We talked to Taylor Freeman of Axon Park about Medical VR Training and the future of business and here is what he said about it.
First of all, how are you and your family doing in these COVID-19 times?
Taylor Freeman: I am grateful to report that my family is healthy. My heart goes out to the families who have suffered tragic losses during this time. I can’t even imagine how painful and unfair that must feel.
Tell us about you, your career, how you founded Axon Park
Taylor Freeman: I have been working in the VR and AR (XR) industry since May 2014. My passion is using immersive technology and AI to enhance learning and human cognition. I have been fully focused on the VR education space for a number of years, during which time I had the opportunity to lead the first in-VR class conducted at the MIT media lab, as well as work with companies like Google, NASA JPL and others on VR training and education. In 2017 my co-founder and I were awarded Forbes 30 under 30 for our work building UploadVR.com, currently the XR industry’s largest news and media platform reaching millions of people per month. I started this new company, Axon Park, with the mission to build a virtual campus where people from all backgrounds could teleport in to learn new skills that enable them to further their career and live more fulfilling lives. Our core focus right now is around medical VR training for healthcare professionals.
How does Axon Park innovate?
Taylor Freeman: Innovation is essential at this stage of the immersive technology industry. It seems that new interaction techniques and design paradigms are being discovered by the industry on almost a daily basis. Our team is focused on staying on top of the leading innovations and using a first principals approach to identify new methods of interaction that can improve the immersive learning process. By partnering with some of the industry’s leading medical and academic institutions, we are constantly aiming to stay one step ahead while iterating on our products and services.
How the coronavirus pandemic affects your business and how are you coping?
Taylor Freeman: I feel very fortunate to be working in an industry like VR during the pandemic. By virtualizing space, people can still feel like they’re together, even though in reality they might be thousands of miles apart (not to mention six feet). The combination of the Oculus Quest 2 release in October last year and the lockdowns has caused VR usage to skyrocket over the last few months. One of our biggest challenges is maintaining a high level of service as try to cope with the demand.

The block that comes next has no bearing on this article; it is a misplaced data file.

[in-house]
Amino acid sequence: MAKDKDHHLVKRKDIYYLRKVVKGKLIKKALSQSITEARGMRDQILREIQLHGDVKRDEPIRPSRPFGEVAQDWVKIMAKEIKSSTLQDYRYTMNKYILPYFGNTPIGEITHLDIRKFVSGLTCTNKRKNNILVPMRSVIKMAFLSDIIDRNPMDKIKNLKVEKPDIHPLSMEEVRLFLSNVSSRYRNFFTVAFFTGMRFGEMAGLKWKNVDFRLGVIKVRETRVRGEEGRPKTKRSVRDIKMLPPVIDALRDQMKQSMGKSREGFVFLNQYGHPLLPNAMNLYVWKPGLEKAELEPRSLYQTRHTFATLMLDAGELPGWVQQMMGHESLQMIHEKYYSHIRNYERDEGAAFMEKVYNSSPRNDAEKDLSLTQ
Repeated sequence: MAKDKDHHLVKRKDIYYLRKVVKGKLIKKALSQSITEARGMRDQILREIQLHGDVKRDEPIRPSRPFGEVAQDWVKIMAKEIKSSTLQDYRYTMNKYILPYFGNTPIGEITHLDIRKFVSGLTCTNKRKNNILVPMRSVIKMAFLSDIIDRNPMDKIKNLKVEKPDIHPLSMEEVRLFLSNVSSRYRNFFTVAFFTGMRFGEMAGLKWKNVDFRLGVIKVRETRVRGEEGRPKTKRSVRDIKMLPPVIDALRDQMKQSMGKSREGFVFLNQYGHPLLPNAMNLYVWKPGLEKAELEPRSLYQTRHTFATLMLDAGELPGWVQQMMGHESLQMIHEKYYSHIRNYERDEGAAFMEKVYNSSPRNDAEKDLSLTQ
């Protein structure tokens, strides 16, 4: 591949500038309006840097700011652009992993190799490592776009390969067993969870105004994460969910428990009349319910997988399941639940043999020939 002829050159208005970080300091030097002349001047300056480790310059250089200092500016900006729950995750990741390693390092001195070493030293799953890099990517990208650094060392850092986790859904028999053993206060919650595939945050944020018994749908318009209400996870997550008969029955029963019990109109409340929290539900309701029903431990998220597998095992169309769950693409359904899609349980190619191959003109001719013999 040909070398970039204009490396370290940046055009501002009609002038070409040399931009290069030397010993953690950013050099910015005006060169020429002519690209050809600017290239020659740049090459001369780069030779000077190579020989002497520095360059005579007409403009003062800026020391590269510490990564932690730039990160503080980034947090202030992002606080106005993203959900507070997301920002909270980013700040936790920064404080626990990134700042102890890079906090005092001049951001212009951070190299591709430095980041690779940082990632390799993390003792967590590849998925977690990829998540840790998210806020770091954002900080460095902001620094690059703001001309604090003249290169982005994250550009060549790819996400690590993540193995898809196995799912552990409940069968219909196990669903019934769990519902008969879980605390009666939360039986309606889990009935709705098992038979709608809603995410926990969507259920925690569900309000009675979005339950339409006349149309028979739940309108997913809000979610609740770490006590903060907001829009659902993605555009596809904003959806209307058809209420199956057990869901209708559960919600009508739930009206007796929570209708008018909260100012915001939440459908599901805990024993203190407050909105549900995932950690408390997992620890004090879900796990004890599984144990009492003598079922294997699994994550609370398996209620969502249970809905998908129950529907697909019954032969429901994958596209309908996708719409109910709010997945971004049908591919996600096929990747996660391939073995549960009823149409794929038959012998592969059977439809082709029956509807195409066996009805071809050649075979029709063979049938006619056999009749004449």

Did you have to make difficult choices and what are the lessons learned?
Taylor Freeman: I used to run two coworking spaces in Los Angeles and San Francisco up through 2018, and let me just say, I am so grateful to have transitioned out of that business prior to the pandemic. I really feel for business owners who had to maintain their physical spaces during all of this. It must have felt incredibly trapping. It’s really disappointing to see how everything unfolded and how many companies have gone under. I think a key lesson is to avoid large fixed costs, especially as a startup. Office leases can be brutal given that you’re signing on for multiple years (for example our lease in LA was 7 years). As a startup, 7 years can feel like an eternity. It’s just not smart to lock yourself into something like that and it should be avoided at all cost (sorry commercial real estate brokers and office building owners).
What specific tools, software and management skills are you using to navigate this crisis?
Taylor Freeman: We live in a spectacular time where a huge percentage of business can be conducted from anywhere that you have Wi-Fi and a computer (or phone for that matter). Of course, some businesses that are physical asset-heavy don’t have this luxury, which to reiterate above, if you are starting a company it’s really worth considering how you can adopt your business model to avoid having physical products or space requirements.
Our team uses a mix of platforms and tools to communicate and collaborate. A lot of the usual suspects like Zoom, Trello, Asana, the Google suite, WhatsApp and email. On top of this, social VR has been an amazing tool for building culture and hosting team meetings. We’ll jump into AltSpace, Rec Room, VRChat or one of the other social platforms and treat it as though we were having an in-person company event (although with VR we can meet on the moon or ocean floor if we’re feeling like it).
Who are your competitors? And how do you plan to stay in the game?
Taylor Freeman: There are a number of VR training companies out there who are doing great work. The playing field is enormous right now and I look at these companies as allies and partners more than competitors. Eventually, as things get saturated over the next decade, I’m sure there will be more competition, but I also believe that the companies who can sustain from now through the end of this decade could all be in a pretty good position.
Your final thoughts?
Taylor Freeman: I really send my best to everyone who has been struggling through this time and I encourage you to find the silver lining in all of this. The world is forever changed and the pandemic has accelerated the adoption of digital in so many ways. Opportunities will be abundant if you maintain a positive and open mind.
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